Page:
For the first time in the 21st century, China’s coal consumption is down. Last year its consumption of coal dropped by 2.9 percent while its production dropped by 2.5 percent. Given that the Chinese government announced only three months ago that it would reach a peak of coal use by the year 2020 and a peak of greenhouse gas emission by 2030, this observation suggests it might happen even sooner and helps disprove those who argued that China couldn’t achieve this pledge they made with the U.S. unless they shut down their economy. (As if fossil fuels are the only path to economic growth and a healthy economy.)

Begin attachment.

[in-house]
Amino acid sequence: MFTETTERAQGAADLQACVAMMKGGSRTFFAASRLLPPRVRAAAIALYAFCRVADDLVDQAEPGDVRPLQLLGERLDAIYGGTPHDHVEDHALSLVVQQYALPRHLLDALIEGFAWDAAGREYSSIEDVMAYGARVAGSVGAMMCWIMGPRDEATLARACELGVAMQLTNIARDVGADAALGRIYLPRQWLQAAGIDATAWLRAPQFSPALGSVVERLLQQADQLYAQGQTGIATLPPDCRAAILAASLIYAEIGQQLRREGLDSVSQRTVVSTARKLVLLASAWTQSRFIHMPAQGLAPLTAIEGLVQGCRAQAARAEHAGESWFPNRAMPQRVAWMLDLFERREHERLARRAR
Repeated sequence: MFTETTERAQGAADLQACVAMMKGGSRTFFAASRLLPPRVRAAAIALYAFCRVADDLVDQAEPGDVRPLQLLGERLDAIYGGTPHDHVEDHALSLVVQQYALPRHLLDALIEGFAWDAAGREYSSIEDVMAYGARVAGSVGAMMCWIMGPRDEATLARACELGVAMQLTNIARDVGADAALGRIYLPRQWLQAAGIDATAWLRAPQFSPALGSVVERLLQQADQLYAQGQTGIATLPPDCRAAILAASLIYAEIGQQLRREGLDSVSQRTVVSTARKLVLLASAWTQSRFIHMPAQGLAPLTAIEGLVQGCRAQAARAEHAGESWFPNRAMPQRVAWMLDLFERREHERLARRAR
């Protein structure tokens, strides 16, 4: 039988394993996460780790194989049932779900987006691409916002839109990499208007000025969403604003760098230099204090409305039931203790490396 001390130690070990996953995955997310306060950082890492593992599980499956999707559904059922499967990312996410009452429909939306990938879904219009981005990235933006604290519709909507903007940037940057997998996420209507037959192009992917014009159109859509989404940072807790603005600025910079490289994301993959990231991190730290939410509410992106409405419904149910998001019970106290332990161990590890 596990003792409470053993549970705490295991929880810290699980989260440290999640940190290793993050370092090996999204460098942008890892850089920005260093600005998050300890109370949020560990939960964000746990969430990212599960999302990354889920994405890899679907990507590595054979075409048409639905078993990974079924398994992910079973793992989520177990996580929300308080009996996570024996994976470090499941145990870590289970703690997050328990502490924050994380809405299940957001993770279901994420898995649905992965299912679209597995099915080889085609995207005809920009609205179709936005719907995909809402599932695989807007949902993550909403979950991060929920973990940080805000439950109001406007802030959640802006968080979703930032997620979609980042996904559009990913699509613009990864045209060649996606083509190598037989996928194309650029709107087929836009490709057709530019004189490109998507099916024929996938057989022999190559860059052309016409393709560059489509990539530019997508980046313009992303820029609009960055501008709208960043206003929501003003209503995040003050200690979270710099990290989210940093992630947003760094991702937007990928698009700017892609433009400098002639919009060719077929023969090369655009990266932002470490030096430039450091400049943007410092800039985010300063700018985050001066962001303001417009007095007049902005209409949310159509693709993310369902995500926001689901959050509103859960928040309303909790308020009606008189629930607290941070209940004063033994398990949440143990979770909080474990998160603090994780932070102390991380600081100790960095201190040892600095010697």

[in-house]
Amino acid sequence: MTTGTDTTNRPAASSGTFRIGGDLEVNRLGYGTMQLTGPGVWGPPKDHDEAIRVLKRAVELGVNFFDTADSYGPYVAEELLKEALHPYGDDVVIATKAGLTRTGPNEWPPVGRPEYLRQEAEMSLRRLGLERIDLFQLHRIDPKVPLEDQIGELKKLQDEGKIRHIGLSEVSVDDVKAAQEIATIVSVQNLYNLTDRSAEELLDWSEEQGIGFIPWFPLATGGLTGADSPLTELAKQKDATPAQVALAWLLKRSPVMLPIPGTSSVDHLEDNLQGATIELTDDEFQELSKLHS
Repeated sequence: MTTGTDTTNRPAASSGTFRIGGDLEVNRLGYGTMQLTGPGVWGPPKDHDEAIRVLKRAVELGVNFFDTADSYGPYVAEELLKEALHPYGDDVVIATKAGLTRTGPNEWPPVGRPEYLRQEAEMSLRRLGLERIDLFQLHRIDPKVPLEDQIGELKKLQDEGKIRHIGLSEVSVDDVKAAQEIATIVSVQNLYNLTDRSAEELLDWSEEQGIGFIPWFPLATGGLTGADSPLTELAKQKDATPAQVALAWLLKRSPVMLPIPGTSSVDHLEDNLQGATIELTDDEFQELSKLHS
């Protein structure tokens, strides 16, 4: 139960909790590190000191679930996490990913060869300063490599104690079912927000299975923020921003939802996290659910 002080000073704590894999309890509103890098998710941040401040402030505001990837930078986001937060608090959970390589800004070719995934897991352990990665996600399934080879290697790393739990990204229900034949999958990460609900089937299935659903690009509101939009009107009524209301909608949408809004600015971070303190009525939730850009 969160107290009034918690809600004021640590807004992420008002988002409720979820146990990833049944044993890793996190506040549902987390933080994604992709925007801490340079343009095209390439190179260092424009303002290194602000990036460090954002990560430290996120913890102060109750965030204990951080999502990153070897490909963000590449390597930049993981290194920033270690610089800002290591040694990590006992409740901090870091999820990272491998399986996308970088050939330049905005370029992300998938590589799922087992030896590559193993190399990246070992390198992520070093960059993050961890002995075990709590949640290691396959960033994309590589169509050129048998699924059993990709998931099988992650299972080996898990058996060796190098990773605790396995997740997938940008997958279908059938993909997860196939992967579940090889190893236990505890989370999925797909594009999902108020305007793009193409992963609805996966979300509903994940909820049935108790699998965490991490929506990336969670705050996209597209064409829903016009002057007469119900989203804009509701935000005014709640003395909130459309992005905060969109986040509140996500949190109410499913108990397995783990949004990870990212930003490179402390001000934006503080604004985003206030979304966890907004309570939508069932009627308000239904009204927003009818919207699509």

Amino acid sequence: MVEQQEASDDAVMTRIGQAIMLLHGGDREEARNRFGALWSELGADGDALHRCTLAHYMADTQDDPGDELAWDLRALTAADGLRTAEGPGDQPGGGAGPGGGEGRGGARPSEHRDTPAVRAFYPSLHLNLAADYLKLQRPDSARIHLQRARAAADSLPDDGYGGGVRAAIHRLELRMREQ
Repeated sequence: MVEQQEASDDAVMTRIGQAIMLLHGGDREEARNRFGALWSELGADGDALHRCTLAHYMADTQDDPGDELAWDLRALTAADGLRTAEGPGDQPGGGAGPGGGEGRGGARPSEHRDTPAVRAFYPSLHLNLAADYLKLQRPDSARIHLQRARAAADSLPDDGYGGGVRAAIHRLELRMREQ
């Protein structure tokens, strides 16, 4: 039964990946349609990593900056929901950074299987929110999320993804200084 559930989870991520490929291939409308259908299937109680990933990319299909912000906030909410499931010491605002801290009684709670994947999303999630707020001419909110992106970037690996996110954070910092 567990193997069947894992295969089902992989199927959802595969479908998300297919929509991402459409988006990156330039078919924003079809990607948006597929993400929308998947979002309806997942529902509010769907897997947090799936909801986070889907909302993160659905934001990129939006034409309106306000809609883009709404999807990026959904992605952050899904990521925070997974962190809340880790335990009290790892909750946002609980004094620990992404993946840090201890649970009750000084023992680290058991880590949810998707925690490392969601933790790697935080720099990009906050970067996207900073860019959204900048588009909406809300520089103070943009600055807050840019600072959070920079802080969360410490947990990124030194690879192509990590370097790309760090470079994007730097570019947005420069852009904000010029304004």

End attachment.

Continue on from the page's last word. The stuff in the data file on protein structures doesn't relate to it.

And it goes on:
Given that China has been opening up new coal-fired power plants every week for the last 20 years to help boost its growing economy—leading them to become the largest carbon dioxide emitters on the planet ahead of the U.S.—this drop in coal consumption is a good thing. Oh, they’re still after more energy but they’ll do it by “increas[ing] the share of non-fossil fuels in primary energy consumption to around 20% by 2030.” That translates into the addition of somewhere between 800 and 1,000 gigawatts of carbon-free power over the next decade and a half. Just how much is that? By comparison, it’s more than all coal-fired power plants China has currently running, and it almost equals all of the electricity generation capacity in the US. Continue reading →